The pond at Australia Zoroastrian Association


The Australian Zoroastrian Association of New South Wales had its humble beginnings in the early 1970s when the number of Zoroastrians in Sydney were estimated to be only seventy five.

An association was started in 1970 named the Australian Zoroastrian Association (AZA) with a constitution and it was registered under the Charitable Donations Acts of New South Wales. At that time Zoroastrian families settled in Sydney met occasionally at each other’s houses for dinners. A family’s home was used for social functions and committee meetings. The association started its first newsletter in 1976. The first recorded discussion of a Sunday school is in a Newsletter dated 1 December 1976.

Initially, the objectives of the families to meet were social, but there was also a growing concern about passing down the heritage, culture and tradition of the Zoroastrian community to the younger generation. Therefore, there were early discussions for a congregation house and in 1978 the idea to have ‘a place of our own’ was conceived. The collection of funds for this purpose then commenced.

It was inevitably difficult to raise sufficient funds to buy the land and a suitable building. After many years of fundraising activities by the members as well as a substantial donation from Nawzer and Akhtar Ostowari, in 1985 the Association was able to purchase five acres of land with a house in Annangrove, New South Wales.

It was over the course of the following years which saw the development of the property into what is now the Darbe Meher we see today. Both, through the numerous hours of selfless voluntary work by our members as well as through  further donations from our generous benefactors, namely, Arbab Rustom Banoo Morvarid Guiv Trust, as well as the Zarthosty Brothers Trust the property was developed and the Darbe Mehr was finally completed in July 1994.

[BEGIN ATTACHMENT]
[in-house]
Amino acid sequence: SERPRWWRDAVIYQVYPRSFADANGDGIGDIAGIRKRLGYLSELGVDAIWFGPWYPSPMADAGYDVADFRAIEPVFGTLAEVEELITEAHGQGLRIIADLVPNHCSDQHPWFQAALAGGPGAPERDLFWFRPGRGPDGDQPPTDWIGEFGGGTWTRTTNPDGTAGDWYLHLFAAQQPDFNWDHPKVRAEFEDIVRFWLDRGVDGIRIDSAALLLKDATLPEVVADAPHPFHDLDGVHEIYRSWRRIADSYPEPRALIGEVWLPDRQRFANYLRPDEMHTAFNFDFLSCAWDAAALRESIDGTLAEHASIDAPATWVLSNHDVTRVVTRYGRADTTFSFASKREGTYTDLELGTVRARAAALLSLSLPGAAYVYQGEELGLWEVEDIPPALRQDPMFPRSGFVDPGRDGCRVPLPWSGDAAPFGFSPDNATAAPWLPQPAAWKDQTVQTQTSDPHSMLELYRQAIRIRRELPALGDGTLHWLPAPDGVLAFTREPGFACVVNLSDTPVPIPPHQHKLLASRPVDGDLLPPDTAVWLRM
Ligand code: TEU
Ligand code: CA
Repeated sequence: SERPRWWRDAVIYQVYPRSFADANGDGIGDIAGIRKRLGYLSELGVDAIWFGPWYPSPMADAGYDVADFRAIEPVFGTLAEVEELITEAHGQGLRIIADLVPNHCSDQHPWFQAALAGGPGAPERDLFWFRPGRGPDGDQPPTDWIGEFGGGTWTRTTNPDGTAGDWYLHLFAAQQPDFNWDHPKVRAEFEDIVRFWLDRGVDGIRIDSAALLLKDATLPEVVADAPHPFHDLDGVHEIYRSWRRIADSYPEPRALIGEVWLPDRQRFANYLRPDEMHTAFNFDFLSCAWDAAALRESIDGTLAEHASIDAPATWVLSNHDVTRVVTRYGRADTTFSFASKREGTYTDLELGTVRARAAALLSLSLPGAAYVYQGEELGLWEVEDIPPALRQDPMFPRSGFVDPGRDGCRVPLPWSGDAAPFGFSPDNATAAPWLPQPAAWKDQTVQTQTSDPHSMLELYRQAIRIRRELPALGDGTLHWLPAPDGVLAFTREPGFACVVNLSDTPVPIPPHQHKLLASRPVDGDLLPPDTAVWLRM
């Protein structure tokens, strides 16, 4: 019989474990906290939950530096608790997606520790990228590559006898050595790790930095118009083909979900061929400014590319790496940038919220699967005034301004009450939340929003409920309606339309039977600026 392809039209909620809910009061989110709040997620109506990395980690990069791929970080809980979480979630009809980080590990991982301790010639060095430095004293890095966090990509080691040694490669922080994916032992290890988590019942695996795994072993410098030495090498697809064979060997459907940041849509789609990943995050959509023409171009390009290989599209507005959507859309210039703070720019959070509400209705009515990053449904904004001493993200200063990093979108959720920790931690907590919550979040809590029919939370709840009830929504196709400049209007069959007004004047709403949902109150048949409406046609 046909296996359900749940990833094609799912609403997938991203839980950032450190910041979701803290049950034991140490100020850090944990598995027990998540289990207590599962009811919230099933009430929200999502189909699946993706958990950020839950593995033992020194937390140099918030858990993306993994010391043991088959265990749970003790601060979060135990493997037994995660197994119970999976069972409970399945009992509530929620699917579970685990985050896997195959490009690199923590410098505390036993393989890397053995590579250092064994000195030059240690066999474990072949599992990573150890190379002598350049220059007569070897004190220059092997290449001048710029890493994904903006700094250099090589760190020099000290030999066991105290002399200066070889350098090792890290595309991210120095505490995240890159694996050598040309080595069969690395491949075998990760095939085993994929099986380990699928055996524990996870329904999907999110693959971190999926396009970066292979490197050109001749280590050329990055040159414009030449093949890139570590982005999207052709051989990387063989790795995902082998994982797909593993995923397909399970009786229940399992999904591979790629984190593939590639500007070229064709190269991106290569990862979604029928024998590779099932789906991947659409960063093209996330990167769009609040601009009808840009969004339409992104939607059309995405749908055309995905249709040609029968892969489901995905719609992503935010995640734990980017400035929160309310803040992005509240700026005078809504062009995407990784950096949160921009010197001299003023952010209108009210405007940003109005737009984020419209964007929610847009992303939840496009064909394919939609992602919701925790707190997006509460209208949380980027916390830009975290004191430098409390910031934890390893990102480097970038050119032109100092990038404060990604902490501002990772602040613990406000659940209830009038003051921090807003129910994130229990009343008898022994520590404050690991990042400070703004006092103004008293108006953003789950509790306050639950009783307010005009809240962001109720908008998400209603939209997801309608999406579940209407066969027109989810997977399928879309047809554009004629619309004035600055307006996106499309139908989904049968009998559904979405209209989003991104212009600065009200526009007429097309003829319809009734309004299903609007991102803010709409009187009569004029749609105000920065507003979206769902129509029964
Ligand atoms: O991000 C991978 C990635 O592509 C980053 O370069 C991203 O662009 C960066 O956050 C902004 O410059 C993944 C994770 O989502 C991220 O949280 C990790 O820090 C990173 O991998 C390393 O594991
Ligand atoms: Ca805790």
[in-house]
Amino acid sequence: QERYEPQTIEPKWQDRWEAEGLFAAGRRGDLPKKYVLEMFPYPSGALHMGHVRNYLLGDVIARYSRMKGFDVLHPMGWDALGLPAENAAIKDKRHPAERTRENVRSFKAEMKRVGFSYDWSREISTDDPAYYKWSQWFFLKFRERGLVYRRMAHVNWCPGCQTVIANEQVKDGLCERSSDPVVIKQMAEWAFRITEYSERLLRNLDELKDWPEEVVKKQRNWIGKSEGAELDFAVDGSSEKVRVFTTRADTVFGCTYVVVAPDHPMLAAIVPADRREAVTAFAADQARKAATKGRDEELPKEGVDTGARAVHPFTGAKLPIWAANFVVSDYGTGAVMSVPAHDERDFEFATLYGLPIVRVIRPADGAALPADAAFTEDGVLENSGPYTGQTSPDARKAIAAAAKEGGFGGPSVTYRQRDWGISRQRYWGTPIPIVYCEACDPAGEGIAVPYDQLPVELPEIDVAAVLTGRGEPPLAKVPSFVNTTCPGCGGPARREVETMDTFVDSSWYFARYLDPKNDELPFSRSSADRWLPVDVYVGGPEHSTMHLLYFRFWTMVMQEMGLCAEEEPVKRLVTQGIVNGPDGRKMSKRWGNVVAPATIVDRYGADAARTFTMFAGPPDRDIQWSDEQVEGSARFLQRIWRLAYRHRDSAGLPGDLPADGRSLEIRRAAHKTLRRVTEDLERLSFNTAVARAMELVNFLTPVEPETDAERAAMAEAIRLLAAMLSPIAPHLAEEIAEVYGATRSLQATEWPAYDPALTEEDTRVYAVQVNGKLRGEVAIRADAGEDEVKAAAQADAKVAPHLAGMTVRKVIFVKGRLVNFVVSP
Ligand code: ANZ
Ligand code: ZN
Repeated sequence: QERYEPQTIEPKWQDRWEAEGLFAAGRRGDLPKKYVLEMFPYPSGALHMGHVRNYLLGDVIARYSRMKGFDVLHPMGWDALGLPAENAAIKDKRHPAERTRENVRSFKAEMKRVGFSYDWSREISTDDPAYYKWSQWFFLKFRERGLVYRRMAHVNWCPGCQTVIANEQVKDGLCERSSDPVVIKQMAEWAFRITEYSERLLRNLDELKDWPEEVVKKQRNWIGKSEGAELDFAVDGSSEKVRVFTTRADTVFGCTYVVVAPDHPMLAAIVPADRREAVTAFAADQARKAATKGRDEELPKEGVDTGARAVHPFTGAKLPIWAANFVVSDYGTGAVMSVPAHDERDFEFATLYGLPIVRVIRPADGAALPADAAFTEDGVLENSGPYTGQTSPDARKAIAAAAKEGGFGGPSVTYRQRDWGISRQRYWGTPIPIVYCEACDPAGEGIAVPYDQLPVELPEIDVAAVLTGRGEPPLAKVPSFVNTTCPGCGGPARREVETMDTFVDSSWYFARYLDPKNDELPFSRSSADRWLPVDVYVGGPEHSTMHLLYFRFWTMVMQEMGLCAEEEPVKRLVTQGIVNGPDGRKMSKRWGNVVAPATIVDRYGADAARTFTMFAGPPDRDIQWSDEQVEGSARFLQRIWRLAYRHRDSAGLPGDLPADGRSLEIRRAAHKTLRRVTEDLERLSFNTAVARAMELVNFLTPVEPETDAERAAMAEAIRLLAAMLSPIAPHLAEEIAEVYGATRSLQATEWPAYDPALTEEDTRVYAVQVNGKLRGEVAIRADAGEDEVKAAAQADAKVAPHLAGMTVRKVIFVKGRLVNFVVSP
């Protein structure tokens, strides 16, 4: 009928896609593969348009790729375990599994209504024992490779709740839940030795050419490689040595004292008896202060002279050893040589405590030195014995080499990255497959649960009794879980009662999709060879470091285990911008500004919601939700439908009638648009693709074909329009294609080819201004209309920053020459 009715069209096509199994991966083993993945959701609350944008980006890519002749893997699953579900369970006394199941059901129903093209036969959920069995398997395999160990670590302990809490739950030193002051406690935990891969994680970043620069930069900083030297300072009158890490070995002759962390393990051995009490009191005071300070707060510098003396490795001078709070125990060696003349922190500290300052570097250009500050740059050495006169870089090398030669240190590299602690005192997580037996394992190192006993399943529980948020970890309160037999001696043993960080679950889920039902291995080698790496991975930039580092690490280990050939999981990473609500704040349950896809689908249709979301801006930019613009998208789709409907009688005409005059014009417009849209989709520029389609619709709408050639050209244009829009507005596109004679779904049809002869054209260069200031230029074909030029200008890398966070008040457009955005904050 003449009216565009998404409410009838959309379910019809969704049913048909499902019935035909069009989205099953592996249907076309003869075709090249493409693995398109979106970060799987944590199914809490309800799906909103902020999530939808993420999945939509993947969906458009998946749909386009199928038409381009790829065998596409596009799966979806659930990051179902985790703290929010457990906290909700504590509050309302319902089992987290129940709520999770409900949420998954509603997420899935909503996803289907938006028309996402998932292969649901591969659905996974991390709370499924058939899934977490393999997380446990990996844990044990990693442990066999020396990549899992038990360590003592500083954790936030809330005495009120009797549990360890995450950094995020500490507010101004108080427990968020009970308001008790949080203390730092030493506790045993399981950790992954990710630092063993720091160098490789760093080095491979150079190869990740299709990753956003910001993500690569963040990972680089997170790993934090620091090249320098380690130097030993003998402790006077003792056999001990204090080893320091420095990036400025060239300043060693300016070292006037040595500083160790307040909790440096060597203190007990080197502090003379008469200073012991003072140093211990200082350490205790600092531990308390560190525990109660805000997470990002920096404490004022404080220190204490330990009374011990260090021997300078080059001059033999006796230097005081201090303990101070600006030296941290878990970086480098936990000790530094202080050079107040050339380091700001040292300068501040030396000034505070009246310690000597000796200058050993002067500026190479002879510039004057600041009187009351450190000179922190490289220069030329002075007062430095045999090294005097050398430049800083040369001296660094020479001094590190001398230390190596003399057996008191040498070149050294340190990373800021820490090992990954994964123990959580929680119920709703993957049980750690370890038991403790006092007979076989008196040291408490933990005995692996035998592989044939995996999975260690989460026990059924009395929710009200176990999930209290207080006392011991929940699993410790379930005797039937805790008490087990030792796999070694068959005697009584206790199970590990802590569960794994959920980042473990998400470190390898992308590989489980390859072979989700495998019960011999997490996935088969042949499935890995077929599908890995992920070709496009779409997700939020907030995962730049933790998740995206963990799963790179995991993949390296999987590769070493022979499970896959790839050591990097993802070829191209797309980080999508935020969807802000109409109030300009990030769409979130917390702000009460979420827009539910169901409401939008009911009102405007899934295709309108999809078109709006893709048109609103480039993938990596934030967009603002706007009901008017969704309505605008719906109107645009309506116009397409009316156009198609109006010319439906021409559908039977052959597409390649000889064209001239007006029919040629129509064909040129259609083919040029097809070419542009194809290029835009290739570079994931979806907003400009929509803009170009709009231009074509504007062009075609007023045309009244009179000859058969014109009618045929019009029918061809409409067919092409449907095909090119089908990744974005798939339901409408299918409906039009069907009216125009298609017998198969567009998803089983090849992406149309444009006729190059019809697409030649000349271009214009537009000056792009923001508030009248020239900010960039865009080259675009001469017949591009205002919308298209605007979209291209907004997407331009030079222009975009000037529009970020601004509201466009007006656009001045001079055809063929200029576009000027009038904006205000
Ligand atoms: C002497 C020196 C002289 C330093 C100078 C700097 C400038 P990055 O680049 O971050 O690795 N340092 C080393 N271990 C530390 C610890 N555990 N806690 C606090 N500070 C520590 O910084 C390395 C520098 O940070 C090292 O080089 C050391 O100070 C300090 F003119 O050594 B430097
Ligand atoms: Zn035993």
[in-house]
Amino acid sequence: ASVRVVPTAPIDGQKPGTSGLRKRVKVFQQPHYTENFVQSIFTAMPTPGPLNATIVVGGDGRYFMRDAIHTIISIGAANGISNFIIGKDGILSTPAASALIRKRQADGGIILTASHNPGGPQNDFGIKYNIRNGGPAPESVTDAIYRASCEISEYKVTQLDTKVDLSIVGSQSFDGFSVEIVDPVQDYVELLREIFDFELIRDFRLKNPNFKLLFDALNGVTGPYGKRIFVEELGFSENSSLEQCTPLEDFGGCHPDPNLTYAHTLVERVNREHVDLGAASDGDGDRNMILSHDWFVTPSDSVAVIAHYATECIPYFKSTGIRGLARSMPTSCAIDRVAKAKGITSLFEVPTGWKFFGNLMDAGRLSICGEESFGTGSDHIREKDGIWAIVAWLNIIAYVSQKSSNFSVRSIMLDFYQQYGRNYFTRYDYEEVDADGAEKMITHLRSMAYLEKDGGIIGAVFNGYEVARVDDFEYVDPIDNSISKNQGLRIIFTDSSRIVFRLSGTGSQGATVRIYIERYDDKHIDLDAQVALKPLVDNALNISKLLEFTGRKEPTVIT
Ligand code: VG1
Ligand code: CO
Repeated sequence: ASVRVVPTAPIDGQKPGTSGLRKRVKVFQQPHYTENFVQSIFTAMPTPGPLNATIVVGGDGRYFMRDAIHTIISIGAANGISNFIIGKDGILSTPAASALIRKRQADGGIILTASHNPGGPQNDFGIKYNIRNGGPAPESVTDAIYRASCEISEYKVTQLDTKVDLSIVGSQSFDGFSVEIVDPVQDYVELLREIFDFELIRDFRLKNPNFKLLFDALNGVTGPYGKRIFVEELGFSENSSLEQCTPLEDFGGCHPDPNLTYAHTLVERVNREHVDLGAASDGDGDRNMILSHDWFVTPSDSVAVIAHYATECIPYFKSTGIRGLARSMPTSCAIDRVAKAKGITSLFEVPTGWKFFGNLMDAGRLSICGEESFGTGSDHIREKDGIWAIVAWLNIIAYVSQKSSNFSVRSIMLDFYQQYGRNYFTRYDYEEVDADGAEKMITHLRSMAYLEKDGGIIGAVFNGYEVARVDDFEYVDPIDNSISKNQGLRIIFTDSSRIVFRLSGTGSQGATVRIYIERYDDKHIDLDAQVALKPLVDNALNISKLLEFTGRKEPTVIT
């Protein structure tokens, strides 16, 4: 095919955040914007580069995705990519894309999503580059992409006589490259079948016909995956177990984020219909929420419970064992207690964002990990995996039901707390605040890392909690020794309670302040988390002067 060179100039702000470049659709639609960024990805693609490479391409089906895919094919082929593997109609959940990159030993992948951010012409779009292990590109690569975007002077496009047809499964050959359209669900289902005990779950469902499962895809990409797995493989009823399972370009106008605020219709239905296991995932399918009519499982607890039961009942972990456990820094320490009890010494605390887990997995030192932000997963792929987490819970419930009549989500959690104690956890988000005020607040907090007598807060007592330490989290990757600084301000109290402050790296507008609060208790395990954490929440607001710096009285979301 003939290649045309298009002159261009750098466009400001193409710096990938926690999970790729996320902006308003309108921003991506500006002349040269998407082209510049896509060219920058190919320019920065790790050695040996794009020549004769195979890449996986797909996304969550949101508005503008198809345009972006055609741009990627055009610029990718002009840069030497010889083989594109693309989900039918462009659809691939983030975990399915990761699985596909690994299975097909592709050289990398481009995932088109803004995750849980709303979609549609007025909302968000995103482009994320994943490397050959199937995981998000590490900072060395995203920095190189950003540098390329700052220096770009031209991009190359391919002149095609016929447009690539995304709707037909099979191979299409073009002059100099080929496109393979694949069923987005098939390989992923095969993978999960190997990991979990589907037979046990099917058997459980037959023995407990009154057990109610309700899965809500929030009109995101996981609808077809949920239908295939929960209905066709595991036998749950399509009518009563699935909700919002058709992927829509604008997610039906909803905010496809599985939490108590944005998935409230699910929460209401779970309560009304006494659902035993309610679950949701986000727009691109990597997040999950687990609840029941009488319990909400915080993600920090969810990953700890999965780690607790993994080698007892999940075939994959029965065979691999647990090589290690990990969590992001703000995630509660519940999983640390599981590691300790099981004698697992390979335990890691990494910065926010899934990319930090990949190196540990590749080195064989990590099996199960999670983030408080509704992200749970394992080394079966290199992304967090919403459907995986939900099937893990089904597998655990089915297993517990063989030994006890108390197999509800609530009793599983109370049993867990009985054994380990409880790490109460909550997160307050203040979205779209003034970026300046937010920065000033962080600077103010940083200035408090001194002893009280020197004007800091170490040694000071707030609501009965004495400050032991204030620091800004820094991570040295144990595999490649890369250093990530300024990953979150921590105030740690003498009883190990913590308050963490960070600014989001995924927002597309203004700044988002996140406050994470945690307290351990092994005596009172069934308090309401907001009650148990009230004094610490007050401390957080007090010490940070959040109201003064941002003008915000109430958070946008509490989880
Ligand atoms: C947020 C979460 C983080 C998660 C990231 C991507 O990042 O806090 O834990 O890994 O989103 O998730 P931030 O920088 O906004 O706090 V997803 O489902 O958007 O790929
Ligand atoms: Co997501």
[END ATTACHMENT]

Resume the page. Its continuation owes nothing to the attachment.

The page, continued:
The building was named Arbab Rustom & Morvarid Guiv Darbe Meher.

The selfless service and complete dedication of our Mobeds, Working Bee and various Committees (Seniors, Sunday School) throughout the history of the AZA help preserve the sanctity of the property and carry out religious duties for our community. The AZA and Darbe Meher has flourished over the years through this collective contribution of our members.

Today, the Australian Zoroastrian Association of NSW is an incorporated association under the Associations Incorporation Act of New South Wales. The much-loved Darbe Meher is a place where the community comes together to be part of social and religious gatherings, such as weddings, navjote ceremonies, jashans and other Zoroastrian festivals. It is also the place where our younger generations come together every month for Sunday school as well as many social events and functions for our youth and senior members. The AZA currently has over 500 members.

The Gazebo on the grounds of Australian Zoroastrian Association
AZA House


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